The biggest change in the past generation has been the proliferation of single malts. And the ongoing experimentation with wood is an obvious example of how things are changing now. At the production end, the process has been studied and quantified, and is probably quite a bit more science and a little less art than it used to be (without meaning to discount the art that obviously still exists). The distilleries have become much more efficient, and the work force has been greatly reduced. Maltings and cooperages have been centralized. The very culture of the distillery worker has changed immensely. The consumer culture has changed even more.

It is human nature to believe that the way things are is the way they have always been, and the way they will always be. In whisky as in everything else, it simply isn't true, or even remotely possible.

As for regional classifications, I enjoy them, too, but they are of limited use at best. What, for example, does "Islay" tell you about Bruichladdich 10 or Bunnahabhain 12? In my mind they are more about geography than whisky. It's possible that at one time, distillation practice might have correlated with the geography, but that seems less true than ever. The three Kildalton distilleries are perpetually held up as the shining example of regional practice, but more and more they seem to be the exception rather than the rule.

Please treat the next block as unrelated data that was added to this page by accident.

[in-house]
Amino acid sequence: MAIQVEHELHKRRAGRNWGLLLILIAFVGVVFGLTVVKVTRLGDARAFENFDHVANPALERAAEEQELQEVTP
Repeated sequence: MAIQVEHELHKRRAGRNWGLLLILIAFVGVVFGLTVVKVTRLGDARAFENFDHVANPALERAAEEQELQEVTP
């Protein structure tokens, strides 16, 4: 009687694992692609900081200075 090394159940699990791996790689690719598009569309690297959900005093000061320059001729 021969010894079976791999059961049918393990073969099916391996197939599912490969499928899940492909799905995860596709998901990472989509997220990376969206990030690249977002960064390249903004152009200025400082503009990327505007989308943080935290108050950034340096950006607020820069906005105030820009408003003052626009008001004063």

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Postby Jan » Sat Jun 10, 2006 9:36 am

Bar Items wrote:the consumer has changed considerably througout the generations. It was and to a certain degree still is, that whisky(especially single malts) was attributed to 'Older Men' say 50+ years old...and so this consumer is well aware of regional classifications! What we must understand is that the newer generations coming up to drinking ages now and in the future don't have the knowledge of Scotland and it's history not to mention the history of whisky production. To give an example...I'm sure if you were to ask say an 18yr old from the US or Australia(sorry 21yr old from the US!!) what would best describe the flavour profiles of each region...majority would not be able to give an answer.


Bar Items, I'm not sure I agree with you here. A knowledge of scotland, it's history and whisky regions, is not something people generally have - be they 18 or 50 years old. I think it's the other way around - a person get's interested in whisky and as a sideeffect of that, learns a bit about the country where it's made.

Is whisky becoming a young peoples drink in Australia?

I know the industry wish for whisky to grow in the younger segment, hence new bottlings like Monkey Shoulder, J&B -6 and so on.

I'm not sure if they will succeed - in my view there is some good reasons why most of us here are aged 30 and upwards:

1) Whisky is an somewhat expensive drink. When you reach a certain stage in life, you often have better jobs than when you were young - and thus a higher income...
2) Whisky is not something that invites to the "getting drunk quick" drinking style many youngsters affect. It's more a contemplative drink and one where emphasis is on quality rather than quantity.

Oh well, could be wrong of course :D

Cheers
Jan